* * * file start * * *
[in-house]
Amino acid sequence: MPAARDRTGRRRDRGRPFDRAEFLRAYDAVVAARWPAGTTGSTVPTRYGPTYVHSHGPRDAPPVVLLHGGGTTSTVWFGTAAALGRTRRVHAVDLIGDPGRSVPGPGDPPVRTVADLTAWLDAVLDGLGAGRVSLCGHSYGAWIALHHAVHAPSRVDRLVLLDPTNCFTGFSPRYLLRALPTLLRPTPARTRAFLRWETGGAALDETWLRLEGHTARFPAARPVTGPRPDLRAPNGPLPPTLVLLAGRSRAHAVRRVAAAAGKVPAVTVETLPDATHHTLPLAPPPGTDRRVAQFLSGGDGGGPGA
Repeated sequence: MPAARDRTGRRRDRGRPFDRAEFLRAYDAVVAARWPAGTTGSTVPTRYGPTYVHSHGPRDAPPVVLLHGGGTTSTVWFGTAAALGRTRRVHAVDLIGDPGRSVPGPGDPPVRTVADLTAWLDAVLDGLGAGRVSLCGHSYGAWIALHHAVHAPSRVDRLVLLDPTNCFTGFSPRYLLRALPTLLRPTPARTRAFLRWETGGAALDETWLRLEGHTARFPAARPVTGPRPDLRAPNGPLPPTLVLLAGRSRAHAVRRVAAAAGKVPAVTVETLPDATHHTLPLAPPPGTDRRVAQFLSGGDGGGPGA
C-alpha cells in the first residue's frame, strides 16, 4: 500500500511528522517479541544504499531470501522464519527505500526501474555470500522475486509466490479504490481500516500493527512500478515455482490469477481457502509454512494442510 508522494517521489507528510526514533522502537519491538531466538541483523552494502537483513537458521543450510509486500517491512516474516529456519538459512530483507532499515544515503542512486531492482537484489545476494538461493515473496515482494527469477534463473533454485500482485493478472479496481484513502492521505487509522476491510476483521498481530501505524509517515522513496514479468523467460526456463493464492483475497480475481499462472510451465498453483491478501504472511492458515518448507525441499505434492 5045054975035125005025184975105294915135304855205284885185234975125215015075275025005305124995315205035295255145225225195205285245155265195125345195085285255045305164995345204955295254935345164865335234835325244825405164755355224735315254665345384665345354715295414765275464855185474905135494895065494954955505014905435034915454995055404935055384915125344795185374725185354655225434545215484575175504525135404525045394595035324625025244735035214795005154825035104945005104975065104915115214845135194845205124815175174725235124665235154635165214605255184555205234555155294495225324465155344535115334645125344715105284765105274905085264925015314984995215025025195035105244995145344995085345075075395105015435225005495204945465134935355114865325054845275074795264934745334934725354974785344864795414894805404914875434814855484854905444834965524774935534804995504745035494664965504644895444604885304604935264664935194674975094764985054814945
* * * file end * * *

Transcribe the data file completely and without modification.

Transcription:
[in-house]
Amino acid sequence: MPAARDRTGRRRDRGRPFDRAEFLRAYDAVVAARWPAGTTGSTVPTRYGPTYVHSHGPRDAPPVVLLHGGGTTSTVWFGTAAALGRTRRVHAVDLIGDPGRSVPGPGDPPVRTVADLTAWLDAVLDGLGAGRVSLCGHSYGAWIALHHAVHAPSRVDRLVLLDPTNCFTGFSPRYLLRALPTLLRPTPARTRAFLRWETGGAALDETWLRLEGHTARFPAARPVTGPRPDLRAPNGPLPPTLVLLAGRSRAHAVRRVAAAAGKVPAVTVETLPDATHHTLPLAPPPGTDRRVAQFLSGGDGGGPGA
Repeated sequence: MPAARDRTGRRRDRGRPFDRAEFLRAYDAVVAARWPAGTTGSTVPTRYGPTYVHSHGPRDAPPVVLLHGGGTTSTVWFGTAAALGRTRRVHAVDLIGDPGRSVPGPGDPPVRTVADLTAWLDAVLDGLGAGRVSLCGHSYGAWIALHHAVHAPSRVDRLVLLDPTNCFTGFSPRYLLRALPTLLRPTPARTRAFLRWETGGAALDETWLRLEGHTARFPAARPVTGPRPDLRAPNGPLPPTLVLLAGRSRAHAVRRVAAAAGKVPAVTVETLPDATHHTLPLAPPPGTDRRVAQFLSGGDGGGPGA
C-alpha cells in the first residue's frame, strides 16, 4: 500500500511528522517479541544504499531470501522464519527505500526501474555470500522475486509466490479504490481500516500493527512500478515455482490469477481457502509454512494442510 508522494517521489507528510526514533522502537519491538531466538541483523552494502537483513537458521543450510509486500517491512516474516529456519538459512530483507532499515544515503542512486531492482537484489545476494538461493515473496515482494527469477534463473533454485500482485493478472479496481484513502492521505487509522476491510476483521498481530501505524509517515522513496514479468523467460526456463493464492483475497480475481499462472510451465498453483491478501504472511492458515518448507525441499505434492 5045054975035125005025184975105294915135304855205284885185234975125215015075275025005305124995315205035295255145225225195205285245155265195125345195085285255045305164995345204955295254935345164865335234835325244825405164755355224735315254665345384665345354715295414765275464855185474905135494895065494954955505014905435034915454995055404935055384915125344795185374725185354655225434545215484575175504525135404525045394595035324625025244735035214795005154825035104945005104975065104915115214845135194845205124815175174725235124665235154635165214605255184555205234555155294495225324465155344535115334645125344715105284765105274905085264925015314984995215025025195035105244995145344995085345075075395105015435225005495204945465134935355114865325054845275074795264934745334934725354974785344864795414894805404914875434814855484854905444834965524774935534804995504745035494664965504644895444604885304604935264664935194674975094764985054814945